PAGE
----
Science into practice - Optimising flavour in bag-grown strawberries

Much of the knowledge used to optimise feeding and water management in strawberries grown in soil-less substrates has come from overseas experience and no scientific work has ever been conducted in the UK for the specific needs of UK growers.

HDC project SF 107 (Managing water, nitrogen and calcium inputs to optimise flavour and shelf-life in soil-less strawberry production) aims to improve the economic sustainability of soil-less strawberry production by reducing water and nutrient inputs and manipulating the form of nitrogen nutrition to improve berry yields, flavour and shelf-life potential.

In the initial work, irrigation scheduling and deficit irrigation regimes were imposed successfully on 60-day Elsanta and Sonata plants.

Water savings of up to 45 per cent were achieved without reducing yields of class 1 fruit. Total leaf area reductions of 20 per cent and 40 per cent were achieved for regulated deficit irrigation' (RDI) treated Elsanta and Sonata respectively.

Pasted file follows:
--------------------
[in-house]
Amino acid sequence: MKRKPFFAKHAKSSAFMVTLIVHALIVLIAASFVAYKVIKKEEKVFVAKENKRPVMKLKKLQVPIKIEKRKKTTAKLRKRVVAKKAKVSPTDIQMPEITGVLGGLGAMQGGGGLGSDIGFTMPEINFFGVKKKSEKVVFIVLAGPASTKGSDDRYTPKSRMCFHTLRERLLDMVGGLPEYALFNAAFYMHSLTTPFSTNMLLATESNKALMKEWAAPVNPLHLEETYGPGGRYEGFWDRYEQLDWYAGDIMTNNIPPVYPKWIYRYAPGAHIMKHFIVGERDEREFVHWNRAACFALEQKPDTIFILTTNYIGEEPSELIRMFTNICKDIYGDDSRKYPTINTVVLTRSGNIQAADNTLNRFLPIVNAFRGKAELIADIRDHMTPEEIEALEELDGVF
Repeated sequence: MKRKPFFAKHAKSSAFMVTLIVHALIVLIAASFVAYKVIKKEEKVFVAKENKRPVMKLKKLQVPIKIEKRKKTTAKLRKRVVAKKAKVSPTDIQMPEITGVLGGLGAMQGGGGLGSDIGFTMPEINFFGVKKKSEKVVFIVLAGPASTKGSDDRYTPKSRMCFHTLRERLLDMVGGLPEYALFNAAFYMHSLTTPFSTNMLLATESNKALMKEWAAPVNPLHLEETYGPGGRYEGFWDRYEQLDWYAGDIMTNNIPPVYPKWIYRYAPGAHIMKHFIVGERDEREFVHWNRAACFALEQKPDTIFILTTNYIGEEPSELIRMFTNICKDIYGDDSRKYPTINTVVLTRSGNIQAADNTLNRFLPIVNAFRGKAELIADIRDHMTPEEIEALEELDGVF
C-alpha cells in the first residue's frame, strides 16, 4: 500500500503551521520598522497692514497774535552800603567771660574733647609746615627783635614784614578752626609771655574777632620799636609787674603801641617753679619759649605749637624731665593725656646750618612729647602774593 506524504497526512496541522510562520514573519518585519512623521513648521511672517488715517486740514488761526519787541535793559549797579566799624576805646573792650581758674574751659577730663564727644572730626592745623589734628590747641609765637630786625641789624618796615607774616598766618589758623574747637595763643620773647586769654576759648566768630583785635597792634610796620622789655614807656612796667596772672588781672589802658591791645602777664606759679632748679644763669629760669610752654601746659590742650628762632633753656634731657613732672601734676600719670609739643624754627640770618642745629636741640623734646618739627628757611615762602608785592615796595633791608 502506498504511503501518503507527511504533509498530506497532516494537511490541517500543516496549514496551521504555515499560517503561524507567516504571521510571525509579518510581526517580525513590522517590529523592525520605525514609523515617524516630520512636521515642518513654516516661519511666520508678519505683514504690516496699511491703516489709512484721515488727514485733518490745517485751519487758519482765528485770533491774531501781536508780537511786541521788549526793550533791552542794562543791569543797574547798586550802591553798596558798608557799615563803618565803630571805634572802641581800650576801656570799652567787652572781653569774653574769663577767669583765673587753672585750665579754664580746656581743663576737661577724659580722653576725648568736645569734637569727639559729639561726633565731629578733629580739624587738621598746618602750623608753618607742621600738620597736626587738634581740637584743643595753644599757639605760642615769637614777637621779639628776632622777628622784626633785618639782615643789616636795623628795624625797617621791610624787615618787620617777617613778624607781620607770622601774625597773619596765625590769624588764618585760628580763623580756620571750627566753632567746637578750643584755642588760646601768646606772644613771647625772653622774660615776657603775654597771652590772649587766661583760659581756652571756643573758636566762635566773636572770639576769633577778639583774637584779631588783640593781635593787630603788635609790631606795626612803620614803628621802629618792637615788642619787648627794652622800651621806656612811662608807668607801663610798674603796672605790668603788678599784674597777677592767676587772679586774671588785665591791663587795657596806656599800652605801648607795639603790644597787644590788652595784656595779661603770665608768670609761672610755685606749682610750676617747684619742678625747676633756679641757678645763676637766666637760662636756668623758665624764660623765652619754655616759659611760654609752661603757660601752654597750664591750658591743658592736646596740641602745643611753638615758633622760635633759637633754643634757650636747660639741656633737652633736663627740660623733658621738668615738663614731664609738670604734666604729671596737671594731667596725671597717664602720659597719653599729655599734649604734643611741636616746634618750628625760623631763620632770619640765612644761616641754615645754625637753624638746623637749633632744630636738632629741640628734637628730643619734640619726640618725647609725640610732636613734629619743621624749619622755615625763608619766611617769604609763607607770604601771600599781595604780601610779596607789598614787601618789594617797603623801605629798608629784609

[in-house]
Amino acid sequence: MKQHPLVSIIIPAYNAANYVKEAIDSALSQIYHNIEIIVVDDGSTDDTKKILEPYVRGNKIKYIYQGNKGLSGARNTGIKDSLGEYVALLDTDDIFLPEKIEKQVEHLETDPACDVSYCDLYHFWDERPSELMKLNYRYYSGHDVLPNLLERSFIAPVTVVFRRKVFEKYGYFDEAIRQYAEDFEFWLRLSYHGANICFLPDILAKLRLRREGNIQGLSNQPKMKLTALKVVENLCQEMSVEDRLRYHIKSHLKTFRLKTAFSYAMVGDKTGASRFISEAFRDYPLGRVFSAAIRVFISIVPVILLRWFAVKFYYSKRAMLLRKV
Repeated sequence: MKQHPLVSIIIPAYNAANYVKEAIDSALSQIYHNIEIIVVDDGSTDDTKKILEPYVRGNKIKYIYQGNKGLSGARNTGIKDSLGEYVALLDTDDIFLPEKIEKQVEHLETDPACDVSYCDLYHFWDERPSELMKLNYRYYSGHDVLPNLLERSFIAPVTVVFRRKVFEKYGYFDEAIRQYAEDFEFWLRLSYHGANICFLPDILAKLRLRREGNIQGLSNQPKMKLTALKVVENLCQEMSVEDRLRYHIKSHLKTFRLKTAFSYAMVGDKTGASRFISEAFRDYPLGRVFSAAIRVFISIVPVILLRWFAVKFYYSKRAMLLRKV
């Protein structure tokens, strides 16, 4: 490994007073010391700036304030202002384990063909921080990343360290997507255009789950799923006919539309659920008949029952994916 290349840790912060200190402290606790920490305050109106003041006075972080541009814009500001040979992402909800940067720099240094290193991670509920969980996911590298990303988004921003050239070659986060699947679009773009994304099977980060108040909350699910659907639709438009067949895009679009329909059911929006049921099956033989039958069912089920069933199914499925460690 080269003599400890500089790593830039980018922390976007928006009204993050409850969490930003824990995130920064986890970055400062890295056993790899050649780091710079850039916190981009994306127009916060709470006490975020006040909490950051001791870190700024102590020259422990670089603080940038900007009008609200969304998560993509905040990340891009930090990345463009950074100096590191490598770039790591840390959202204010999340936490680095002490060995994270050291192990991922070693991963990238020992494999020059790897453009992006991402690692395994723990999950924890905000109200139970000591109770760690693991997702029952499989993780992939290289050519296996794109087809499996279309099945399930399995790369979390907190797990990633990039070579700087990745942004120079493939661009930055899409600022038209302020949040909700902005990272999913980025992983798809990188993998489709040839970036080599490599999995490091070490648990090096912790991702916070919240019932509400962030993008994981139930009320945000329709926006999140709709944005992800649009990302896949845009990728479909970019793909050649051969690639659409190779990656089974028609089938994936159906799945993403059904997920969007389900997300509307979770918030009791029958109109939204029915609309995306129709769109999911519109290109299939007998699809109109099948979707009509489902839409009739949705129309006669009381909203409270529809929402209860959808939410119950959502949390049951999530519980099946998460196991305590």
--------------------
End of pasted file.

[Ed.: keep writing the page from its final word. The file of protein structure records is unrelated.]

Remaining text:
The percentage of Sonata fruit that developed bruising over the six-day shelf-life test was reduced from 45 per cent in commercial controls to 15 per cent by RDI. The soil moisture content threshold values needed to trigger irrigation automatically to the main season crop in 2010 were identified for each treatment (Commercial control, 100 per cent ETp and RDI) and for each cultivar. The work will continue and further results will become available in 2011.

The project, which is being led by Dr Mark Else, is due to complete in March 2012.

The full Grower Summary for project SF-107 can be found on the HDC website,

Horticultural Development Company. For details on all HDC activities, visit

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